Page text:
Pickerington will scale back planned street maintenance in 2009 and won't fund some traditional community events, but for now, all current city jobs will be maintained.

Pickerington will scale back planned street maintenance in 2009 and won't fund some traditional community events, but for now, all current city jobs will be maintained.

Pickerington City Council last Tuesday passed a 2009 operating budget that calls for reducing city spending by more than $750,000 from the previous year.

The 2009 budget, which council passed by a unanimous vote, predicts the city will generate approximately $7.02-million, while spending $7.17-million.

The expected shortfall will be covered by $1.32-million in operating funds being carried over from this year. When added to revenues, the total amount projected to be available to the city next year will be approximately $8.35-million.

In 2008, the city estimates it will spend about $7.92-million. It projects the year's revenues at $7.09-million, and it maintained a carryover balance from 2007 of $1.31-million.

The reductions in city spending for next year will be possible due in part to a city hiring freeze, which has been in place since summer 2007. While no city jobs are expected to be cut in 2009, no vacancies will be filled.

"We have a hiring freeze on for workers (whose salaries) come out of the general fund," said Christie Hammond, council president pro-tempore and chairwoman of council's finance committee. "Any workers lost in the last year, we cannot replace.

"Thus far, however, we have not had to get rid of anybody who has a job."

City council also eliminated the $28,000 it costs to put on the city's July 4 celebration, cut an annual $10,000 contribution to the Violet Festival and reduced its membership payment to the Pickerington Area Chamber of Commerce from $10,000 to $5,000.

Additionally, council approved reducing 2009 spending for street paving from a proposed $400,000 to $20,000. The decrease will allow only for filling potholes and sealing surface cracks, but is an increase over 2008.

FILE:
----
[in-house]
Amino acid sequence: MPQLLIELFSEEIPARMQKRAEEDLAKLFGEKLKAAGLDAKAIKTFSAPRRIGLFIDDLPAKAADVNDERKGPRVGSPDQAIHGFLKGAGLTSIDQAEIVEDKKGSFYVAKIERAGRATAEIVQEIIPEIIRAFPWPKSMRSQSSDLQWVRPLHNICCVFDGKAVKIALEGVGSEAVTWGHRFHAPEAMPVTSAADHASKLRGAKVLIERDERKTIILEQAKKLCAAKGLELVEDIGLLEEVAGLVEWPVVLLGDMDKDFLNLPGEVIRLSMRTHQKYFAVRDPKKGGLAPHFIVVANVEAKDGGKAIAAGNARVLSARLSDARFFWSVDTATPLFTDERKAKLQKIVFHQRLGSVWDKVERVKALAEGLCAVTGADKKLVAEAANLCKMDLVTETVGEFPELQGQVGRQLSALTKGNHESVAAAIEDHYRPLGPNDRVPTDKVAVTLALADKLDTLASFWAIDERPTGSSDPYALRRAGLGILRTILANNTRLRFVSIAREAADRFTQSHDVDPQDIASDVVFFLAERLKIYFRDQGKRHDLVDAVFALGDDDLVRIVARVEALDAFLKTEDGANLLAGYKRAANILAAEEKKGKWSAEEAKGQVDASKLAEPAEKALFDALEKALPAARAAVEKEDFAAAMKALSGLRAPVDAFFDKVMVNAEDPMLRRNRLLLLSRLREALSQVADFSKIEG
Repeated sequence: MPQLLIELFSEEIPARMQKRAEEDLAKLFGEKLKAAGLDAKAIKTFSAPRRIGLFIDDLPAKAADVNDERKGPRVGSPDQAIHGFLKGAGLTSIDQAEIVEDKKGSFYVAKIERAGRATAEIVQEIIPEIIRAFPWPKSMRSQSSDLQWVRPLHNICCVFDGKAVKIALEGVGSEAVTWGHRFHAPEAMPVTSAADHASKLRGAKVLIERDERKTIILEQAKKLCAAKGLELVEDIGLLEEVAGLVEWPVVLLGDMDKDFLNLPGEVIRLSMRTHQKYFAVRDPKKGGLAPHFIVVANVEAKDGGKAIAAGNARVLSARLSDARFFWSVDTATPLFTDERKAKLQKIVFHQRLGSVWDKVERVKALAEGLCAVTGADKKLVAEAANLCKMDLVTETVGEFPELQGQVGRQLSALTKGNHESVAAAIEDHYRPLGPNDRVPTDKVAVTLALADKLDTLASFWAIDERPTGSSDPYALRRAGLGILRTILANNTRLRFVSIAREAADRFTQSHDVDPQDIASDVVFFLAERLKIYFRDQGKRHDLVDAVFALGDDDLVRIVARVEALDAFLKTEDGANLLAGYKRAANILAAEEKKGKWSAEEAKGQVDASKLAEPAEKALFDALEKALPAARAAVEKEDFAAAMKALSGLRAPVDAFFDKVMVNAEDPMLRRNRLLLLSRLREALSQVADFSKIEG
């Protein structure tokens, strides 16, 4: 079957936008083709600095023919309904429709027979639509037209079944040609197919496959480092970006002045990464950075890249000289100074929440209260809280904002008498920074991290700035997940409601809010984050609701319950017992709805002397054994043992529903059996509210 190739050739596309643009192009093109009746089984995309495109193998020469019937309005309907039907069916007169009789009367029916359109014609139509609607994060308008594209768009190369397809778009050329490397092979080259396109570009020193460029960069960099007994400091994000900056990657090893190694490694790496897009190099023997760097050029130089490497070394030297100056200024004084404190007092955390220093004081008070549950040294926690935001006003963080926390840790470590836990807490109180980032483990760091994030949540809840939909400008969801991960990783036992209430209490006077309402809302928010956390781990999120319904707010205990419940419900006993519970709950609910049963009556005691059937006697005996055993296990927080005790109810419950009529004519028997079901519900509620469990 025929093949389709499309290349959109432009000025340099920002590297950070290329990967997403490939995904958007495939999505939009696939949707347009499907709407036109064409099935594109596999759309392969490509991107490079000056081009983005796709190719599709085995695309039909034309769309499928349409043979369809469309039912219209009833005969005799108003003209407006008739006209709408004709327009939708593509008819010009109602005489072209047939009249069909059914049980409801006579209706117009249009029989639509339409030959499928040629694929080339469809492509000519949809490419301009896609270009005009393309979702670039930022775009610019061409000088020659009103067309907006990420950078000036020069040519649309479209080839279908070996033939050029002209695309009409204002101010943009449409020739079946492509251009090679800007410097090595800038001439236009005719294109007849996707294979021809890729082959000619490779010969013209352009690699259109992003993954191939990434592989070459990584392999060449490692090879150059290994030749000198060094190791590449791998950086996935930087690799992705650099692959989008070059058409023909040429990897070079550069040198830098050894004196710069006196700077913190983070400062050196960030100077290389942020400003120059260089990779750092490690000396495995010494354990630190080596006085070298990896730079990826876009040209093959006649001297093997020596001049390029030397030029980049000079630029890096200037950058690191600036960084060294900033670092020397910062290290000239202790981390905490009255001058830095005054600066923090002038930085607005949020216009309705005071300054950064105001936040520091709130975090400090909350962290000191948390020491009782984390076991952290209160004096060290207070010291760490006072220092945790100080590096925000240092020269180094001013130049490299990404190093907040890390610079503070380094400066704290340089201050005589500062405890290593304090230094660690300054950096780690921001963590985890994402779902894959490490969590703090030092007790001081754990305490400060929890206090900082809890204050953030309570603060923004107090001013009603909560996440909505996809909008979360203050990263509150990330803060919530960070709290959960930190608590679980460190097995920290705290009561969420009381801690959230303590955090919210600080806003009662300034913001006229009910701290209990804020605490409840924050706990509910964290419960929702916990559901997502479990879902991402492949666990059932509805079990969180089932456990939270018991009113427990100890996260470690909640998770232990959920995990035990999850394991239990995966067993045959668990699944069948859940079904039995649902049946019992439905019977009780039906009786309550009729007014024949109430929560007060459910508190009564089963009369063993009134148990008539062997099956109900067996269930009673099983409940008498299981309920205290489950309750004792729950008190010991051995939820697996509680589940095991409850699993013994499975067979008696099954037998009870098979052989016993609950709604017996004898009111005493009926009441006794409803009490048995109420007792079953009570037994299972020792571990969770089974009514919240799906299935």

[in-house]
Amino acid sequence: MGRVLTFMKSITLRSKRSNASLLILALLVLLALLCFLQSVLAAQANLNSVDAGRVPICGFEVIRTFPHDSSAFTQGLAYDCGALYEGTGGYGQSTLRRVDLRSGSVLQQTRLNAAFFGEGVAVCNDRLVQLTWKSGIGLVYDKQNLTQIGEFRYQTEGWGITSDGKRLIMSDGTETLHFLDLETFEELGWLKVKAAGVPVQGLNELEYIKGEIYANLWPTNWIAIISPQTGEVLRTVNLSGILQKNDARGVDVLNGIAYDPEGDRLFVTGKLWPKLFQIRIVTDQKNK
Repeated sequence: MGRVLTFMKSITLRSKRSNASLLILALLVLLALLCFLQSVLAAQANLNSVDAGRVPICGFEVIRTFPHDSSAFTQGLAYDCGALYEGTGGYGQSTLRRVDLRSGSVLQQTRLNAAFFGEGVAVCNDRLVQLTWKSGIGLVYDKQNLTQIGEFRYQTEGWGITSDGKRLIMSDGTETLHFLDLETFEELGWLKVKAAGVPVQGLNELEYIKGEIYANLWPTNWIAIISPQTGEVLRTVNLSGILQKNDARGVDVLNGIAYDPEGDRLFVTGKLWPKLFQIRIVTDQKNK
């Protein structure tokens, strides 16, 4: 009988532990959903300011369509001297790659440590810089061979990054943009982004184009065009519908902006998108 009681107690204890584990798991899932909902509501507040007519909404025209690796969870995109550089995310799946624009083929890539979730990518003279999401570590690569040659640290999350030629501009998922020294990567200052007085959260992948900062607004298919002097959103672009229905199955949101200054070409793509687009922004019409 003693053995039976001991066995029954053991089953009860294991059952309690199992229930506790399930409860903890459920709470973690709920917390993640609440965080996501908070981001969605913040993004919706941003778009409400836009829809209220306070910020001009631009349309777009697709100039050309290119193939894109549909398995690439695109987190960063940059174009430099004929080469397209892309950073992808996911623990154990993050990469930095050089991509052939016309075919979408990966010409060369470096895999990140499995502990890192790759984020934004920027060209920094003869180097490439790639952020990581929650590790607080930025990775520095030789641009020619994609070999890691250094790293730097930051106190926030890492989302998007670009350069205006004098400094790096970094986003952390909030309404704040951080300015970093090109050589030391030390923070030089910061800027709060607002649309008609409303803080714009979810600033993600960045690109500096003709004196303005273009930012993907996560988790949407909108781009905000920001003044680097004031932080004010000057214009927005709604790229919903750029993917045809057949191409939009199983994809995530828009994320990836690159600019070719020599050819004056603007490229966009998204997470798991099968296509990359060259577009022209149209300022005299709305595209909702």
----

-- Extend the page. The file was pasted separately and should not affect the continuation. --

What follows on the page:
"There was no money appropriated for street paving in the 2008 budget," said Linda Fersch, Pickerington's finance director.

Many of the cuts to the 2009 budget were necessary because the city couldn't identify new revenue sources for the coming year. A proposal to increase income taxes from 1 to 2 percent for Pickerington residents who work and live in the city or who don't pay an income tax elsewhere failed by a nearly 2-to-1 vote on Nov. 4.

That tax increase would have generated approximately $2.7-million in annual revenues, city officials predicted. Now, council is considering spending an estimated $15,000 to $20,000 for a consultant to help determine why the levy failed, and if a new or different ballot initiative might be more palatable in 2009.

"We've asked (city manager Tim Hansley) to look into how much it might cost to do this type of thing, but we have not voted for it," Hammond said.

The only city workers slated to receive salary increases in 2009 are the 47 employees represented by unions. They will receive 3.5-percent increases as mandated by their negotiated labor contracts. The list includes 31 police employees, 15 workers in the water, sewer and stormwater departments, as well as one park employee.

Despite the cuts in spending, Hammond remained upbeat about Pickerington's outlook in the coming year. She noted the $13.5-million widening of Diley Road -- slated for completion next summer -- is expected to be a springboard for development.

She also said expanding the city's wastewater treatment facility, which will have the capacity to treat 3.2-million gallons of water per day, will benefit residents and potential businesses.

"That project doesn't come out of the general fund," Hammond said. "It's pretty much funded by water and sewer fees and new tap fees. That project is good because when it's completed, we'll be able to offer those services to attract businesses."

Another positive development from the budget process, Hammond said, is that it forced city officials and staff to work together to trim fat from and streamline city operations.

"Council and staff started working early on in the year with this," she said. "Everybody has been very, very diligent in looking for ways to cut and combine resources, and we're working together. That's definitely been a positive."